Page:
Release date: June 1st, 2001
Directed by: Baz Luhrmann
Screenplay by: Baz Luhrmann, Craig Pearce
Cast: Nicole Kidman, Ewan McGregor, John Leguizamo, Jim Broadbent, Ricard Roxburgh, Jacek Koman, Caroline O’Connor, David Wenham, Kylie Minogue
Can you believe it’s been ten years since Moulin Rouge! was released in theaters? And after so many repeated viewings, it’s still as good as ever.
The film is the story of an English writer named Christian (McGregor), who leaves home to become a bohemian writer, against his father’s better judgement that knew he’d end up falling for a courtesan of the Moulin Rouge.
In a chance encounter, in which a narcoleptic Argentinean drops from his ceiling, Christian gets his first writing gig for the newest play, Spectacular Spectacular, which they are trying to pitch to the Moulin Rouge’s owner, Zidler (Broadbent). For this, they need the help of Satine (Kidman), a courtesan who mistakes Christian, the penniless writer, for The Duke (Roxburgh), whom they are looking for as investor of the show.
The best way to describe Moulin Rouge! is to call it a hyper surreal remix of everything sugary that we love with an added tinge of acid. Those who love their sugar will hate it for being acid, and those who love the acid will hate it for being sweet.
The story is, of course, a mash-up of Alexandre Dumas fils’ Camille — which was also adapted into that 1936 version with Greta Garbo as a courtesan — Henri Murger’s La Vie de la Boheme, and a bit of Orpheus in the Underworld. The soundtrack contains a remix of every possible great popular love song mixed in with a little tango, electronic rock, and even some can-can and Bollywood. The over-saturated colors — staple Luhrmann right there — hyperactive editing, lush set design and wardrobe revived the musical genre for a good chunk of the last decade, and it’s aging decently.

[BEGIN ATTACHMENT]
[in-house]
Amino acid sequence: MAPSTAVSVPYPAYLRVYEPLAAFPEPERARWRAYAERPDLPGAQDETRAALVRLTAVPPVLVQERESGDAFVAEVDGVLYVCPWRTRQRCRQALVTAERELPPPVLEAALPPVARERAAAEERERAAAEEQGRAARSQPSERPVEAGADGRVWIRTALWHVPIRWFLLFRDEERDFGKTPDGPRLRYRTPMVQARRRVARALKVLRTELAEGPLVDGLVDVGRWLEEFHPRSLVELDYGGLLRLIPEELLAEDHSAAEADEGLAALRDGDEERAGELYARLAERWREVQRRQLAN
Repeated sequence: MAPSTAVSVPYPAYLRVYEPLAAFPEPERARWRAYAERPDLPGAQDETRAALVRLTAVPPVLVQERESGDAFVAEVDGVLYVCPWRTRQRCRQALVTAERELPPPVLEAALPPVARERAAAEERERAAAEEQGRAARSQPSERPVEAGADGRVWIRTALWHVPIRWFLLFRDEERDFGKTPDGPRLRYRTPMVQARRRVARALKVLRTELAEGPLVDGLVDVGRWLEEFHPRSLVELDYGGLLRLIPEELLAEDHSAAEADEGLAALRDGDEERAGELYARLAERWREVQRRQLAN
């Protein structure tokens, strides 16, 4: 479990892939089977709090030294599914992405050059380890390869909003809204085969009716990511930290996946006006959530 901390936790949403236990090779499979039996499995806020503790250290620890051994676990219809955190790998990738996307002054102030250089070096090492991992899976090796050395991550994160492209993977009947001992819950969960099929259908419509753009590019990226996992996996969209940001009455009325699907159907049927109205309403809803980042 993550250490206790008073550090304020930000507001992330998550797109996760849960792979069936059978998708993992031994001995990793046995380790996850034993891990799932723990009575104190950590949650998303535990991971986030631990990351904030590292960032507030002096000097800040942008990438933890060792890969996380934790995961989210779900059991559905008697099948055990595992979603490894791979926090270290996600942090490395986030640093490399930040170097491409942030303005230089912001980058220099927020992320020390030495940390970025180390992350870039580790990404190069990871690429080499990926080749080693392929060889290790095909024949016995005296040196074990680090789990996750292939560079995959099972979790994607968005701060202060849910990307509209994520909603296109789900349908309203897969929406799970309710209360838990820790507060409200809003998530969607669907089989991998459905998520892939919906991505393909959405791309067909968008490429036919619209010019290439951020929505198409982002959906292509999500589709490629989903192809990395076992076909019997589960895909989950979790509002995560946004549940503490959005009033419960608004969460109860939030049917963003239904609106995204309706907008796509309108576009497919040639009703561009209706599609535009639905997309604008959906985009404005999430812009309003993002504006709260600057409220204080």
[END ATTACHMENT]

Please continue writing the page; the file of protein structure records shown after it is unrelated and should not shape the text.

The film has an impressive quality to let us be absorbed by all of it from the beginning, which does happen to be terribly slow but counterbalanced with dizzying cuts that shift into song, it’s hard to notice. It is like taking some Absinthe and forget about it all, until we — like Christian — see Satine… the Sparkling Diamond coming down the ceiling. Nicole Kidman is everything in this film. She’s sultry, enchanting, she makes us laugh in that bit of poetry reading, she’s vulnerable, weak, and strong. If you wanted to pick her best scene, it’d be difficult as one seems better than the previous.
In the story, we are Christian… the new kids in town, eager to believe that love is the most wonderful thing. Despite the film telling us what is going to happen — seriously — it doesn’t really matter, we are still hoping that they get together. McGregor works really well, almost like he’s truly a kid falling in love for the first time.
The rest of the film is all about Broadbent, Leguizamo, and Roxburgh who shine as Zidler, Toulouse and The Duke — especially in that number of Zidler singing Like a Virgin to The Duke, and him joining in is perfect to set the tone of what the film is about — a throwback at everything pop culture through very pink-colored glasses and serpentin.
Days turned into weeks, weeks turned into months. And then, one not-so-very special day, I went to my typewriter, I sat down, and I wrote our story. A story about a time, a story about a place, a story about the people. But above all things, a story about love. A love that will live forever. The End.